Morassutti100+1!: la cultura del progetto in Italia dal secondo dopoguerra
ADI Design Museum presents “Morassutti100+1!”, an exhibition curated by Alessandro Colombo and Francesco Scullica. On the occasion of the centenary of his birth (1920-2020), the exhibition organized by ADI focuses on a leading exponent of post-World War II architecture and design in Italy: Bruno Morassutti.
The exhibition wants to go beyond a review of the designer’s work, already investigated on other occasions, to propose some new interpretations. From the American experience with Wright to his relationships with the protagonists of the Modern movement such as Neutra, the exhibition traces Morassutti’s projects throughout his sixty years of activity. Sixty years of collaboration and relations with the protagonists of the Milanese and Italian cultural scene of those years, during a creative season that was in many ways unrepeatable.
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Born in Padua, Bruno Morassutti (1920-2008) studied in Venice, where he graduated in 1946, looking at significant figures such as Frank Lloyd Wright, struck by the poetics of Fallingwater. Morassutti entered the Taliesin Fellowship, the famous study school of the American “genius” in the USA, where he stayed for two years. In the United States, Morassutti came into contact with other protagonists of the Modern Movement such as Richard Neutra and Ludwig Mies Van Der Rohe, but always remained sensitive to the context, in a successful dialogue between architecture and design.
Morassutti and the postwar period in Milan
Back in Milan, Morassutti held several lectures and conferences during which he showed slides testifying to his direct knowledge of Wright’s work and American architecture. He joined the BBPR studio, where he met Angelo Mangiarotti, with whom he worked from 1954 to 1960. With him, he designed a series of works recognized by national and international critics; among others, the Mater Misericordiae church in Baranzate (Milan), the buildings in San Martino di Castrozza (Trento), the condominiums on via Quadronno and via Gavirate in Milan.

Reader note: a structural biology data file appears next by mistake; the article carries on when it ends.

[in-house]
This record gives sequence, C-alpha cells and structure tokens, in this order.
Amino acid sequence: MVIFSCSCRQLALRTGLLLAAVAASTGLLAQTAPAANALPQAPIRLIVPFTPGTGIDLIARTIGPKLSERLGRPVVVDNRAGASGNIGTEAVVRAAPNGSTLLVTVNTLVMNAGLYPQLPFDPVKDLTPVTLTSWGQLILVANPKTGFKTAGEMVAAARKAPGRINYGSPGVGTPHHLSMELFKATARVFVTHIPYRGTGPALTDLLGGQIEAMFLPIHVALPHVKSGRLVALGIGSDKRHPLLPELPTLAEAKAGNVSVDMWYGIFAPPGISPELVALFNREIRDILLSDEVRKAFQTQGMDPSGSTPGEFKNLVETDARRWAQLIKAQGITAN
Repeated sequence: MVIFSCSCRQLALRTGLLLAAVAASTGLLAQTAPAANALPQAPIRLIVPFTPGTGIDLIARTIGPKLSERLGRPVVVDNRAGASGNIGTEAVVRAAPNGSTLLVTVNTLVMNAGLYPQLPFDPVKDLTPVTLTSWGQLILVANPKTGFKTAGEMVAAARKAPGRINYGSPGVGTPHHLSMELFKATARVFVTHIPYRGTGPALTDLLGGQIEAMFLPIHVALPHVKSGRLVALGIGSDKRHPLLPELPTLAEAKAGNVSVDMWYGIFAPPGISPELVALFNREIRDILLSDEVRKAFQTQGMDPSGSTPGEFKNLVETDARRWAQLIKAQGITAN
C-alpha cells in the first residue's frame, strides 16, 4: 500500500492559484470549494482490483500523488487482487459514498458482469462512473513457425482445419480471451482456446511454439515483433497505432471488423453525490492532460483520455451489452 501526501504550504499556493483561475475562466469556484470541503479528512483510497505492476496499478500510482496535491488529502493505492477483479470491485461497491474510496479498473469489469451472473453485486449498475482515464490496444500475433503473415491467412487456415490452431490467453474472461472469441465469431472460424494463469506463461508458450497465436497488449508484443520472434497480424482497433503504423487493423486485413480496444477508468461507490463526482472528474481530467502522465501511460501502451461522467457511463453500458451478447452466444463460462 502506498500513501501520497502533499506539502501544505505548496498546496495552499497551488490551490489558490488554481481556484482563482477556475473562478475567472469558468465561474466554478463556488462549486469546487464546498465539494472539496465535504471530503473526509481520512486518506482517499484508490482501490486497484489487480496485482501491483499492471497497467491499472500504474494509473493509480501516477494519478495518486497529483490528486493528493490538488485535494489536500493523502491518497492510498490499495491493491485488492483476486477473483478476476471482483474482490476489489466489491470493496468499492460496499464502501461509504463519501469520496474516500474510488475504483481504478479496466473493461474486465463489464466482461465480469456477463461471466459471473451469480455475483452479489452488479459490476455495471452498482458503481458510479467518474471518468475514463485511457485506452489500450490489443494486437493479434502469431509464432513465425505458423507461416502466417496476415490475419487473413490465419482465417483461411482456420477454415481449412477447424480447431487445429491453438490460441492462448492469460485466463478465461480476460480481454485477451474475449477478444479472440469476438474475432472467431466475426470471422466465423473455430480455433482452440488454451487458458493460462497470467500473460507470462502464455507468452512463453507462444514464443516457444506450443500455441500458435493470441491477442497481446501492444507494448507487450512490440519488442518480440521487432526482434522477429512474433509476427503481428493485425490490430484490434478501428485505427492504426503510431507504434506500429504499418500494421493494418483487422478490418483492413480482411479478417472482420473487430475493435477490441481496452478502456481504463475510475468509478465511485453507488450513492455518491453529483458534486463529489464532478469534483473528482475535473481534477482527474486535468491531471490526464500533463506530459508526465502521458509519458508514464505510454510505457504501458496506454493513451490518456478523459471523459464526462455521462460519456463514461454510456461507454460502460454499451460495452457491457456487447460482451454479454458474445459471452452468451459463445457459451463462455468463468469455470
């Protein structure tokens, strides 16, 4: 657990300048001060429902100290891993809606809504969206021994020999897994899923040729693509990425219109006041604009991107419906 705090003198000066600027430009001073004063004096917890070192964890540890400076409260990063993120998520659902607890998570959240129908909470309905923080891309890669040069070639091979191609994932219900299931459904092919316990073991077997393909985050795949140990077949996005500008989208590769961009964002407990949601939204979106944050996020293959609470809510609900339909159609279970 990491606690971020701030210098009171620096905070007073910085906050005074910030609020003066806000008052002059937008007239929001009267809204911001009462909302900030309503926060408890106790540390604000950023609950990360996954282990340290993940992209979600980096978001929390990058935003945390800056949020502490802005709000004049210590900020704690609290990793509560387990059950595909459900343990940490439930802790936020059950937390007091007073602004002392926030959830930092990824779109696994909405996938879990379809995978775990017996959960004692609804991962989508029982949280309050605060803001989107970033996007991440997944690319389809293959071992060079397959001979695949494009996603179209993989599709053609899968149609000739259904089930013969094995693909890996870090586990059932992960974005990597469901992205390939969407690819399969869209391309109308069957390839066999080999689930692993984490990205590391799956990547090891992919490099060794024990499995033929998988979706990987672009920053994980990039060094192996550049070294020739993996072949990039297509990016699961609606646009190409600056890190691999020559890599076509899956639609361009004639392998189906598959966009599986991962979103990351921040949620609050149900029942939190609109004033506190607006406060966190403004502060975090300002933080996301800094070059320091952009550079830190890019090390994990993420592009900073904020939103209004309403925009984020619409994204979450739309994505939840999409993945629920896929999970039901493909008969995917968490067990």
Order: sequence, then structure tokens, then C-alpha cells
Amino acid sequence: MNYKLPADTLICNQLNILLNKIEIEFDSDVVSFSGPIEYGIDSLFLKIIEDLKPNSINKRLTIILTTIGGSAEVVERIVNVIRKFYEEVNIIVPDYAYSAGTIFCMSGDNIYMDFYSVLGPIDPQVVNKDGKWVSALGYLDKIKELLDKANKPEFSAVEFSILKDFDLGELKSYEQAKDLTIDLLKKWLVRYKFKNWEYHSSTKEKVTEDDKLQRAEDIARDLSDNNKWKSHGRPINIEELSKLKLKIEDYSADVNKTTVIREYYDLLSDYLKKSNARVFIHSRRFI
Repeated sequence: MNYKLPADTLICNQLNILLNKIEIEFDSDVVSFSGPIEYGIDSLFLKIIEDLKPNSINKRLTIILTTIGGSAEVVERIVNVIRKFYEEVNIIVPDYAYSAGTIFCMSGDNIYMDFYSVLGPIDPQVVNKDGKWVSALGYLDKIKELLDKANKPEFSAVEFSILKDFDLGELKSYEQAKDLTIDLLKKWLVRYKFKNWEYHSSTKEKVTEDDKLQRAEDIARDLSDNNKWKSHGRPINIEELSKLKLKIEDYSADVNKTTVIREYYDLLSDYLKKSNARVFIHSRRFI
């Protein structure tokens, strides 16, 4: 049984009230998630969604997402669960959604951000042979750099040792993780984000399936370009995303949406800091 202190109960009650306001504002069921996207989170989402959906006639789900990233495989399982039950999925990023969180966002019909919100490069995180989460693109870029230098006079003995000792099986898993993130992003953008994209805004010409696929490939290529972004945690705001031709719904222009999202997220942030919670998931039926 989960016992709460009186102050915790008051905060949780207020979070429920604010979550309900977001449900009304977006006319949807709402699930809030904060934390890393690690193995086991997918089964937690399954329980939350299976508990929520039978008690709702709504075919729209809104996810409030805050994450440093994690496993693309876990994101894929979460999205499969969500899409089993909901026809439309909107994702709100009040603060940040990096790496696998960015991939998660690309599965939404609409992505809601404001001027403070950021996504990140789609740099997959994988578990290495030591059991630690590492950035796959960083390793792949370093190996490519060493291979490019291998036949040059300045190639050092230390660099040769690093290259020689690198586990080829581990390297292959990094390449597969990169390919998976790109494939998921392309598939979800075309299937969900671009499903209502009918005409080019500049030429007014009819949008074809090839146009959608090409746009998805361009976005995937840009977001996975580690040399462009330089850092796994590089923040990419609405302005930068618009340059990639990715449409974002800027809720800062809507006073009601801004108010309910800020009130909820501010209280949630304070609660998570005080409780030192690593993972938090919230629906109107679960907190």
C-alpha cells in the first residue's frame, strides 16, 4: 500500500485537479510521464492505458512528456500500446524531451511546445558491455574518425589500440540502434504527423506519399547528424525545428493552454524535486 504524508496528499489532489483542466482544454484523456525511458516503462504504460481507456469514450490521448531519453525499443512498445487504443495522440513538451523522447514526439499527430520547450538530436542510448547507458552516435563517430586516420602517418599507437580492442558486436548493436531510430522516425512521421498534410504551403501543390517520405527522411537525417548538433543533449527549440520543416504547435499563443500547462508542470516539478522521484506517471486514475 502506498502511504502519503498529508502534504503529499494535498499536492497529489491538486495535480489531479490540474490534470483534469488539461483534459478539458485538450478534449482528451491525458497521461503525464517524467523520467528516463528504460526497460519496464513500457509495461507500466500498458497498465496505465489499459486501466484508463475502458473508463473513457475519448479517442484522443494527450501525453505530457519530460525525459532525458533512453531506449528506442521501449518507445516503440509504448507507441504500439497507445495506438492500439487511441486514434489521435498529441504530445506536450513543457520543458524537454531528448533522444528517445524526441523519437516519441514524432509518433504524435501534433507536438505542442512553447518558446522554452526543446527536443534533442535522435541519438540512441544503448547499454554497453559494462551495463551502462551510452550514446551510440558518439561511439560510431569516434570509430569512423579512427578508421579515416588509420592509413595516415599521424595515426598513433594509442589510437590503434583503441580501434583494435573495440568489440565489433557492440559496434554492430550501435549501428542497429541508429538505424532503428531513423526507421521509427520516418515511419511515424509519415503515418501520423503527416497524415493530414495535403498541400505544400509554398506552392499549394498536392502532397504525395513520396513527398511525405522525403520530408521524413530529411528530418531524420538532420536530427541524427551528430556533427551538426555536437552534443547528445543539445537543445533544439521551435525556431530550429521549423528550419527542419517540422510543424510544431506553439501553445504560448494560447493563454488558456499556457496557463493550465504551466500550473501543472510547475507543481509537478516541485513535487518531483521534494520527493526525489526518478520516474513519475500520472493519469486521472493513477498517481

Between 1960 and 1968, he developed significant projects such as Villa Von Saurma in Termini di Sorrento (Naples), the Fontanelle condominium in San Martino di Castrozza (Trento) and the industrial building in Longarone (Belluno). These projects stand out for their strong innovative value and for the use of technology, making a contribution to the postwar debate on the relationship between “technique and art”.
Milan and the lively debate
The exhibition at the ADI Design Museum also deals with the period after the 1960s. Between 1968 and 1980, a new partnership with architects Giovanna Gussoni, Mario Memoli and Maria Gabriella Benevento led to other significant works. In addition to designing the permanent education center for the IBM group in Novedrate (Milan), in this period he developed an interest in prefabricated buildings. From 1980, he dealt with architecture, urban design and product design. [Photo Martina Bonetti]
Discover the new ADI Design Museum
The objectives of the exhibition are, on the one hand, to highlight the characteristics and the method at the basis of Morassutti’s design action at different scales, architecture and design, in relation to the Masters of the Modern Movement; on the other hand, to highlight the relationship with the Milanese and Italian environment of the ’50s, ’60s and ’70s with reference to figures such as BBPR, Ponti, Scarpa, Dorfles, Cosentino, Fontana, Buzzati, Cavalli Sforza.
BRUNO MORASSUTTI 100+1!
La cultura del progetto in Italia dal secondo dopoguerra
ADI Design Museum
November 18, 2021 – January 23, 2022